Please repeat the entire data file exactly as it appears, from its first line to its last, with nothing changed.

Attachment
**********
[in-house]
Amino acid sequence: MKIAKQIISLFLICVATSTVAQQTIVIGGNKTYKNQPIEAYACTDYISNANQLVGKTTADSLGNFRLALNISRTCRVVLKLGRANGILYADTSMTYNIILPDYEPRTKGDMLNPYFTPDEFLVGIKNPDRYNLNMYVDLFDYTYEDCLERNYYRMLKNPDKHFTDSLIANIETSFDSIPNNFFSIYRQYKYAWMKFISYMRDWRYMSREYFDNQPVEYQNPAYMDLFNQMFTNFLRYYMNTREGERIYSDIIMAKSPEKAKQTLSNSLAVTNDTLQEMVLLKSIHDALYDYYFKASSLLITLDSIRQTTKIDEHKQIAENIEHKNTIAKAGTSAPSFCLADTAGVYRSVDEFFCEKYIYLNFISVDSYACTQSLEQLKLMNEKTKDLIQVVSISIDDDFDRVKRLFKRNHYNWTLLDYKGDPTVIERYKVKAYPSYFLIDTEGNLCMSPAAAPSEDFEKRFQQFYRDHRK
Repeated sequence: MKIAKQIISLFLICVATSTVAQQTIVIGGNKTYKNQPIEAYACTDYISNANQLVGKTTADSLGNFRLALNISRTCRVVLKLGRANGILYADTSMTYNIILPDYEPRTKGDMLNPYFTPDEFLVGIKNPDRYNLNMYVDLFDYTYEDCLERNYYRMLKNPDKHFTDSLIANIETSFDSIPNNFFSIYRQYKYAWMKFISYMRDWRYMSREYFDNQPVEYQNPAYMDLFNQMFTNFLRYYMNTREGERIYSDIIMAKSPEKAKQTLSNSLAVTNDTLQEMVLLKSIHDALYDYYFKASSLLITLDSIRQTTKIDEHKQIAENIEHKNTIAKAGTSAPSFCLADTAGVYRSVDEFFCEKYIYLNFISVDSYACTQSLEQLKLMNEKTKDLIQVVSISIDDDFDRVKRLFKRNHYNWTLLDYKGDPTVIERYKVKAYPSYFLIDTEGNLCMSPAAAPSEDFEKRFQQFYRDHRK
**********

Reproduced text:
[in-house]
Amino acid sequence: MKIAKQIISLFLICVATSTVAQQTIVIGGNKTYKNQPIEAYACTDYISNANQLVGKTTADSLGNFRLALNISRTCRVVLKLGRANGILYADTSMTYNIILPDYEPRTKGDMLNPYFTPDEFLVGIKNPDRYNLNMYVDLFDYTYEDCLERNYYRMLKNPDKHFTDSLIANIETSFDSIPNNFFSIYRQYKYAWMKFISYMRDWRYMSREYFDNQPVEYQNPAYMDLFNQMFTNFLRYYMNTREGERIYSDIIMAKSPEKAKQTLSNSLAVTNDTLQEMVLLKSIHDALYDYYFKASSLLITLDSIRQTTKIDEHKQIAENIEHKNTIAKAGTSAPSFCLADTAGVYRSVDEFFCEKYIYLNFISVDSYACTQSLEQLKLMNEKTKDLIQVVSISIDDDFDRVKRLFKRNHYNWTLLDYKGDPTVIERYKVKAYPSYFLIDTEGNLCMSPAAAPSEDFEKRFQQFYRDHRK
Repeated sequence: MKIAKQIISLFLICVATSTVAQQTIVIGGNKTYKNQPIEAYACTDYISNANQLVGKTTADSLGNFRLALNISRTCRVVLKLGRANGILYADTSMTYNIILPDYEPRTKGDMLNPYFTPDEFLVGIKNPDRYNLNMYVDLFDYTYEDCLERNYYRMLKNPDKHFTDSLIANIETSFDSIPNNFFSIYRQYKYAWMKFISYMRDWRYMSREYFDNQPVEYQNPAYMDLFNQMFTNFLRYYMNTREGERIYSDIIMAKSPEKAKQTLSNSLAVTNDTLQEMVLLKSIHDALYDYYFKASSLLITLDSIRQTTKIDEHKQIAENIEHKNTIAKAGTSAPSFCLADTAGVYRSVDEFFCEKYIYLNFISVDSYACTQSLEQLKLMNEKTKDLIQVVSISIDDDFDRVKRLFKRNHYNWTLLDYKGDPTVIERYKVKAYPSYFLIDTEGNLCMSPAAAPSEDFEKRFQQFYRDHRK